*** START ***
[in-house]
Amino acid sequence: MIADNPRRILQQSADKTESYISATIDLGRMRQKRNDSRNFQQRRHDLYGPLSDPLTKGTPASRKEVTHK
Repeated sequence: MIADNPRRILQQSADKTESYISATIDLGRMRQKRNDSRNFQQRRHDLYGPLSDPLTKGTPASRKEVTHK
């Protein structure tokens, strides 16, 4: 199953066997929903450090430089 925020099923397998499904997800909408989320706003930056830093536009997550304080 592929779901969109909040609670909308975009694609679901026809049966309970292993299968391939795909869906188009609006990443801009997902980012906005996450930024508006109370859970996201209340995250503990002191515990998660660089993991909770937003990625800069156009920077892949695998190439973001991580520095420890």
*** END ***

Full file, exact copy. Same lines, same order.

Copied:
[in-house]
Amino acid sequence: MIADNPRRILQQSADKTESYISATIDLGRMRQKRNDSRNFQQRRHDLYGPLSDPLTKGTPASRKEVTHK
Repeated sequence: MIADNPRRILQQSADKTESYISATIDLGRMRQKRNDSRNFQQRRHDLYGPLSDPLTKGTPASRKEVTHK
């Protein structure tokens, strides 16, 4: 199953066997929903450090430089 925020099923397998499904997800909408989320706003930056830093536009997550304080 592929779901969109909040609670909308975009694609679901026809049966309970292993299968391939795909869906188009609006990443801009997902980012906005996450930024508006109370859970996201209340995250503990002191515990998660660089993991909770937003990625800069156009920077892949695998190439973001991580520095420890």